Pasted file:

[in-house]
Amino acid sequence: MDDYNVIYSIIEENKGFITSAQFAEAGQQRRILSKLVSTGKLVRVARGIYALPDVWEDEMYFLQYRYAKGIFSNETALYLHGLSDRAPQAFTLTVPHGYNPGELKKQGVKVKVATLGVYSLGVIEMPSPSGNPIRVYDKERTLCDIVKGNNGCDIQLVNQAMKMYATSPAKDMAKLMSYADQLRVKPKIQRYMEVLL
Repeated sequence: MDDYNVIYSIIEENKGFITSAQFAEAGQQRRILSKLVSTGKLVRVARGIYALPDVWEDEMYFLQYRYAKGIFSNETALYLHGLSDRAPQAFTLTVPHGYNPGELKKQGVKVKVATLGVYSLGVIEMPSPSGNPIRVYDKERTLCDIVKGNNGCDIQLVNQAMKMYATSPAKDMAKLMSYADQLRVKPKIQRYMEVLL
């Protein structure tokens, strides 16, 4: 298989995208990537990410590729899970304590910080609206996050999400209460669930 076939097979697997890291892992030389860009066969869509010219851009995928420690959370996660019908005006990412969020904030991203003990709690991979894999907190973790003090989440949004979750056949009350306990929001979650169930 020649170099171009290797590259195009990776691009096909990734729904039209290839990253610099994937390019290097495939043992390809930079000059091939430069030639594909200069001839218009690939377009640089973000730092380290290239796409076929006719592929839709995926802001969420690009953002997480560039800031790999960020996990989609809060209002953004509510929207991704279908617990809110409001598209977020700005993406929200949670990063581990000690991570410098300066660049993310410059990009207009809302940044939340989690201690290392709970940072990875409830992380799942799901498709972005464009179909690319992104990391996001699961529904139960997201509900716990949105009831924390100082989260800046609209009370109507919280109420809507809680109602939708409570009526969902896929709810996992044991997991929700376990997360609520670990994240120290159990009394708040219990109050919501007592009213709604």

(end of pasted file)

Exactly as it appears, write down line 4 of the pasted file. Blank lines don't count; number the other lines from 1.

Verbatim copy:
């Protein structure tokens, strides 16, 4: 298989995208990537990410590729899970304590910080609206996050999400209460669930 076939097979697997890291892992030389860009066969869509010219851009995928420690959370996660019908005006990412969020904030991203003990709690991979894999907190973790003090989440949004979750056949009350306990929001979650169930 020649170099171009290797590259195009990776691009096909990734729904039209290839990253610099994937390019290097495939043992390809930079000059091939430069030639594909200069001839218009690939377009640089973000730092380290290239796409076929006719592929839709995926802001969420690009953002997480560039800031790999960020996990989609809060209002953004509510929207991704279908617990809110409001598209977020700005993406929200949670990063581990000690991570410098300066660049993310410059990009207009809302940044939340989690201690290392709970940072990875409830992380799942799901498709972005464009179909690319992104990391996001699961529904139960997201509900716990949105009831924390100082989260800046609209009370109507919280109420809507809680109602939708409570009526969902896929709810996992044991997991929700376990997360609520670990994240120290159990009394708040219990109050919501007592009213709604």